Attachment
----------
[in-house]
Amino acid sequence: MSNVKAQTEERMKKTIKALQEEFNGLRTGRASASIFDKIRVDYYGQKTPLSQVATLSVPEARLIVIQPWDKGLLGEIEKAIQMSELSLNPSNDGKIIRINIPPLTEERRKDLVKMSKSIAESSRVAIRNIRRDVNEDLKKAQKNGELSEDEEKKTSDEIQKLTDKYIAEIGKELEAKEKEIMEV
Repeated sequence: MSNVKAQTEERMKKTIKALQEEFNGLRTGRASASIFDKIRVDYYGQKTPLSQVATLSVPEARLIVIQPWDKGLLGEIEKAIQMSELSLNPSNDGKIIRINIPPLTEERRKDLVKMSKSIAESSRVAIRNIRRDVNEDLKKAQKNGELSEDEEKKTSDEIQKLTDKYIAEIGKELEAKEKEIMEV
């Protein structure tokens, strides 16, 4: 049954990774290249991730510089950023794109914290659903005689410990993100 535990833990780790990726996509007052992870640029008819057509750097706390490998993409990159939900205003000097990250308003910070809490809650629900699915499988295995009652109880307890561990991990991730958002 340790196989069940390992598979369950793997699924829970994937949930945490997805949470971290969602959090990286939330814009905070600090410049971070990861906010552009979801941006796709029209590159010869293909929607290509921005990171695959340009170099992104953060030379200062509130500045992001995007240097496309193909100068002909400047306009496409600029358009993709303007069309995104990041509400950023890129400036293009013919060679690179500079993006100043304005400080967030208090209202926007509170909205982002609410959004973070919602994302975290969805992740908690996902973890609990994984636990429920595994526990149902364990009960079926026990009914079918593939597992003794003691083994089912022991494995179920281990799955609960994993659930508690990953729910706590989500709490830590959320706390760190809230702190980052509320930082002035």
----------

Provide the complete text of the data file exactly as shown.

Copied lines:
[in-house]
Amino acid sequence: MSNVKAQTEERMKKTIKALQEEFNGLRTGRASASIFDKIRVDYYGQKTPLSQVATLSVPEARLIVIQPWDKGLLGEIEKAIQMSELSLNPSNDGKIIRINIPPLTEERRKDLVKMSKSIAESSRVAIRNIRRDVNEDLKKAQKNGELSEDEEKKTSDEIQKLTDKYIAEIGKELEAKEKEIMEV
Repeated sequence: MSNVKAQTEERMKKTIKALQEEFNGLRTGRASASIFDKIRVDYYGQKTPLSQVATLSVPEARLIVIQPWDKGLLGEIEKAIQMSELSLNPSNDGKIIRINIPPLTEERRKDLVKMSKSIAESSRVAIRNIRRDVNEDLKKAQKNGELSEDEEKKTSDEIQKLTDKYIAEIGKELEAKEKEIMEV
């Protein structure tokens, strides 16, 4: 049954990774290249991730510089950023794109914290659903005689410990993100 535990833990780790990726996509007052992870640029008819057509750097706390490998993409990159939900205003000097990250308003910070809490809650629900699915499988295995009652109880307890561990991990991730958002 340790196989069940390992598979369950793997699924829970994937949930945490997805949470971290969602959090990286939330814009905070600090410049971070990861906010552009979801941006796709029209590159010869293909929607290509921005990171695959340009170099992104953060030379200062509130500045992001995007240097496309193909100068002909400047306009496409600029358009993709303007069309995104990041509400950023890129400036293009013919060679690179500079993006100043304005400080967030208090209202926007509170909205982002609410959004973070919602994302975290969805992740908690996902973890609990994984636990429920595994526990149902364990009960079926026990009914079918593939597992003794003691083994089912022991494995179920281990799955609960994993659930508690990953729910706590989500709490830590959320706390760190809230702190980052509320930082002035």